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Frequency-Dependent Selection Can Lead to Evolution of High Mutation Rates

Daniel I. S. Rosenbloom and Benjamin Allen
The American Naturalist
Vol. 183, No. 5 (May 2014), pp. E131-E153
DOI: 10.1086/675505
Stable URL: http://www.jstor.org/stable/10.1086/675505
Page Count: 23
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Frequency-Dependent Selection Can Lead to Evolution of High Mutation Rates
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Abstract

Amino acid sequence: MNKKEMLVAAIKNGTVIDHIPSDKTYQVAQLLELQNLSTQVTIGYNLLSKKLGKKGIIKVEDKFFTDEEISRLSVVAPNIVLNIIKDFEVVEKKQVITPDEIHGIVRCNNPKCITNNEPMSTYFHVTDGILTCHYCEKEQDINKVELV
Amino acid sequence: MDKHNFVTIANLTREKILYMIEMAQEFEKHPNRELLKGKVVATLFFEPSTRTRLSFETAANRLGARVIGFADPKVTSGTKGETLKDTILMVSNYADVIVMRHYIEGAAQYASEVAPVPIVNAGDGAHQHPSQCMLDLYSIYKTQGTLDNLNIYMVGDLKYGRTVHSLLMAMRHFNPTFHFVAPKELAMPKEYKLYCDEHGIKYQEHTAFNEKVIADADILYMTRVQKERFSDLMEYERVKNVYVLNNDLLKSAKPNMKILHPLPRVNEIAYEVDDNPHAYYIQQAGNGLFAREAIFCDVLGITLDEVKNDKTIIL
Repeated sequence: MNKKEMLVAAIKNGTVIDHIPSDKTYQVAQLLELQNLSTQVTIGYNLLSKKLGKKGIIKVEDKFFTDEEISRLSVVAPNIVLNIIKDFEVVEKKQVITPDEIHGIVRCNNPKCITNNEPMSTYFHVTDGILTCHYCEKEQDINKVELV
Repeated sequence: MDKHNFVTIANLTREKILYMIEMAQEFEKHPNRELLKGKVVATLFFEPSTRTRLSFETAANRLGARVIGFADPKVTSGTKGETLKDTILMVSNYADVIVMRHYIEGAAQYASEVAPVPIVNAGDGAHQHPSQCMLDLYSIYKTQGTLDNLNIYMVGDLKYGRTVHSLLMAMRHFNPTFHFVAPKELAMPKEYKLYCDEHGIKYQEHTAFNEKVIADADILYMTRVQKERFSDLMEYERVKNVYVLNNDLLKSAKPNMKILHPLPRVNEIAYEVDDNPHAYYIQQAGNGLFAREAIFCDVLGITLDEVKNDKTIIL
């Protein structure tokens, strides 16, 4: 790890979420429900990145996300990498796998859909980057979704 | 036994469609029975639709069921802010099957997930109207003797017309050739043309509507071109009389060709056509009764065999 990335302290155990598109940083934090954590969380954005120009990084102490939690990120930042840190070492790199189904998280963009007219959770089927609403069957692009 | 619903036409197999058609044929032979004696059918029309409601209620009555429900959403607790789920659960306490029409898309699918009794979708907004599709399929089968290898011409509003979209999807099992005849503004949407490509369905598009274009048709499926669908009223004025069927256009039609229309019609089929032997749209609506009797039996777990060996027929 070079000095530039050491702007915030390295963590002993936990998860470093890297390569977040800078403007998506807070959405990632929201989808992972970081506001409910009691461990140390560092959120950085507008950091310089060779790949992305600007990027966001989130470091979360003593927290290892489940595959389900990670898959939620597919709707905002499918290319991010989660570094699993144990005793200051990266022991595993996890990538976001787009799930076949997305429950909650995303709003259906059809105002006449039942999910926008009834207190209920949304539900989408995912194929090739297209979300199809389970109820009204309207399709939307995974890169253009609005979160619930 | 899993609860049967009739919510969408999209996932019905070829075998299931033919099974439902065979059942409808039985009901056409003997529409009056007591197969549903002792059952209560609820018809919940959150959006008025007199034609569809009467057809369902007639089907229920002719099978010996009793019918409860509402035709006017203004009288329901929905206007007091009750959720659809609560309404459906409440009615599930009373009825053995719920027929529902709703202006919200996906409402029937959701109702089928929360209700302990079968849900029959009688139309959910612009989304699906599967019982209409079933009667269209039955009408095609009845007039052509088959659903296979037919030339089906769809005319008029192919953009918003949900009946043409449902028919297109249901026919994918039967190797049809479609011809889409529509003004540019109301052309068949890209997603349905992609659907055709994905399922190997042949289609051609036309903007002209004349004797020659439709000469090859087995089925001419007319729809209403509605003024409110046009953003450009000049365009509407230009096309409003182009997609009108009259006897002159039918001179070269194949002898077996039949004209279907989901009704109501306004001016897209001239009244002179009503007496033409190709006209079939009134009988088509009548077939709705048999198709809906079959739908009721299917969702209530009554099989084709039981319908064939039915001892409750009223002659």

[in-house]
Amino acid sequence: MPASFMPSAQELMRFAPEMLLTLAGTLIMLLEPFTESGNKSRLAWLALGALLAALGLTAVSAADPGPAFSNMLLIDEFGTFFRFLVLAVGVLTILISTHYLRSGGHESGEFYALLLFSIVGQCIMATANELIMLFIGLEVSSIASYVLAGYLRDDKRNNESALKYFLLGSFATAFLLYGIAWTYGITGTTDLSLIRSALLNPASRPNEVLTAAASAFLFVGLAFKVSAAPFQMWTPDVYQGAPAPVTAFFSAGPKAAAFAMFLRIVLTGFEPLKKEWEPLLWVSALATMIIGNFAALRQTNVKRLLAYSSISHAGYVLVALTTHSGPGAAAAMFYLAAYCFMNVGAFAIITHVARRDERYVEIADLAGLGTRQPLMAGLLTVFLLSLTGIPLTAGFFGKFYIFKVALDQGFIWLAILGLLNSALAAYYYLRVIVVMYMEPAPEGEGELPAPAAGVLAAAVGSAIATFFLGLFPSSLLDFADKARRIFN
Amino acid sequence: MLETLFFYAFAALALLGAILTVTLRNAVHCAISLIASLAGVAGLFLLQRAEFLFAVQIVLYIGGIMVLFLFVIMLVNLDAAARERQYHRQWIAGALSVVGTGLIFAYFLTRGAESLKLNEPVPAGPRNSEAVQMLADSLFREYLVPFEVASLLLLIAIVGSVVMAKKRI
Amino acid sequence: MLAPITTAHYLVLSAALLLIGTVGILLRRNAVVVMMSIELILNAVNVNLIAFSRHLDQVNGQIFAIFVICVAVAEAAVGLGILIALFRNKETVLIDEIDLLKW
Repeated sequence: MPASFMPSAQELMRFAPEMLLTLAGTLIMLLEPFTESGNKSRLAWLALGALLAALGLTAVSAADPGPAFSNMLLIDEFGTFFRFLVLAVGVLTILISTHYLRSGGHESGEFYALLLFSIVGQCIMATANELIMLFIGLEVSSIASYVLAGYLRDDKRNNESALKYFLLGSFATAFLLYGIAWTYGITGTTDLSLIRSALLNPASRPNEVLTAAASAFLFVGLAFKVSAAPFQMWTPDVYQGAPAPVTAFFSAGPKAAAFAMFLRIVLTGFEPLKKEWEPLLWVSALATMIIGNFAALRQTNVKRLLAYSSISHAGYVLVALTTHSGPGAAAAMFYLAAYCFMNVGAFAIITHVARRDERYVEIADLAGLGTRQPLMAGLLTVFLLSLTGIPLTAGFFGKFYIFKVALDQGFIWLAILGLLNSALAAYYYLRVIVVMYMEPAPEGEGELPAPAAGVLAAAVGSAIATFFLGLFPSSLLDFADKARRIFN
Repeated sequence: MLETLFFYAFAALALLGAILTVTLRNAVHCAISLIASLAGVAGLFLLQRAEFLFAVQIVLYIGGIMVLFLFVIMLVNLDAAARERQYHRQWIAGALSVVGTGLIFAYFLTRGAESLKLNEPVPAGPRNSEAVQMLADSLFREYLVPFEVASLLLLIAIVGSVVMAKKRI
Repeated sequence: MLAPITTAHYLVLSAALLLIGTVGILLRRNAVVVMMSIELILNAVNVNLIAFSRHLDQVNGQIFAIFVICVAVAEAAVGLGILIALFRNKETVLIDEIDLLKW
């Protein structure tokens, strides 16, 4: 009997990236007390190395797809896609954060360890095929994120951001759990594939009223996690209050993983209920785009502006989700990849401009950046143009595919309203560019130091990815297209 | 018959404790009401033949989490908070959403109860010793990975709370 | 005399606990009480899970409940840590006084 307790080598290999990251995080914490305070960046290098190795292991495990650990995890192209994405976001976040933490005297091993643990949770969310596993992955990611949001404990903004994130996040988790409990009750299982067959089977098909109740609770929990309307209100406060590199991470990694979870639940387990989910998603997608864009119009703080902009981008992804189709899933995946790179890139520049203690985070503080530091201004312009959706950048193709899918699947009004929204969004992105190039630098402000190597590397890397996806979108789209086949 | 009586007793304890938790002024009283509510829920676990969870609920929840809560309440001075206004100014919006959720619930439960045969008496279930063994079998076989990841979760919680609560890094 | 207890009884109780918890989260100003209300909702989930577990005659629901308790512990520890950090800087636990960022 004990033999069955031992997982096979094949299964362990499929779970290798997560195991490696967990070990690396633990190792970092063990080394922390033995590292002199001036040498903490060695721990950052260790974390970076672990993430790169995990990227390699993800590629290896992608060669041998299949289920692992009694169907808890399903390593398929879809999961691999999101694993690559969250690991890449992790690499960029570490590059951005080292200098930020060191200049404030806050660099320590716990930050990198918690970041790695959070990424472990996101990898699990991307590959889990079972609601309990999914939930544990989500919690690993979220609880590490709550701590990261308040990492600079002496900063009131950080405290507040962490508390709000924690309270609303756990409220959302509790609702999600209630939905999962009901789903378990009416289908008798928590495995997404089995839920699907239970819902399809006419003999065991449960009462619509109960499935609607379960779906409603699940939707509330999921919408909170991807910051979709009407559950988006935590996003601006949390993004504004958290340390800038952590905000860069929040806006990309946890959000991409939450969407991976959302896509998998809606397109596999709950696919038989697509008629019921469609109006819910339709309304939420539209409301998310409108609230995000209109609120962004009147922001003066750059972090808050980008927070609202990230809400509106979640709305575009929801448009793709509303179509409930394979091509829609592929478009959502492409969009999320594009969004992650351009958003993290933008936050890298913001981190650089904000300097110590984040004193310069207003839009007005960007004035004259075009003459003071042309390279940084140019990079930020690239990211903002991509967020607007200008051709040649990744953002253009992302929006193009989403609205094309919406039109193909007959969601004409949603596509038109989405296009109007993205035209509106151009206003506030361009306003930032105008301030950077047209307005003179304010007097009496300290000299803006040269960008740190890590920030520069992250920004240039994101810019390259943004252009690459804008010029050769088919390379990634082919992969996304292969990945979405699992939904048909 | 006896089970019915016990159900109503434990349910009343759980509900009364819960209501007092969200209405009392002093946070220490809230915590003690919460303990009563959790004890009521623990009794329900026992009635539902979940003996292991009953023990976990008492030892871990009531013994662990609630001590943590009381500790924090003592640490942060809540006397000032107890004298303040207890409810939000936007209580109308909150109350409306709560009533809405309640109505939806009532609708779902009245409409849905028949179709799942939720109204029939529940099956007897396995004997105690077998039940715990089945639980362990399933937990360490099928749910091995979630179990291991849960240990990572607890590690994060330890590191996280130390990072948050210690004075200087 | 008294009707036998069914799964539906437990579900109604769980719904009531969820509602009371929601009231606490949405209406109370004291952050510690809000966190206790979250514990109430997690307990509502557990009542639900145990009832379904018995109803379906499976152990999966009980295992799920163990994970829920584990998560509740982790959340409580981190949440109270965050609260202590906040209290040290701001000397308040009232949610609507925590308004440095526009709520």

AbstractTheoretical and experimental studies have shown that high mutation rates can be advantageous, especially in novel or fluctuating environments. Here we examine how frequency-dependent competition may lead to fluctuations in trait frequencies that exert upward selective pressure on mutation rates. We use a mathematical model to show that cyclical trait dynamics generated by “rock-paper-scissors” competition can cause the mutation rate in a population to converge to a high evolutionarily stable mutation rate, reflecting a trade-off between generating novelty and reproducing past success. Introducing recombination lowers the evolutionarily stable mutation rate but allows stable coexistence between mutation rates above and below the evolutionarily stable rate. Even considering strong mutational load and ignoring the costs of faithful replication, evolution favors positive mutation rates if the selective advantage of prevailing in competition exceeds the ratio of recombining to nonrecombining offspring. We discuss a number of genomic mechanisms that may meet our theoretical requirements for the adaptive evolution of mutation. Overall, our results suggest that local mutation rates may be higher on genes influencing cyclical competition and that global mutation rates in asexual species may be higher in populations subject to strong cyclical competition.

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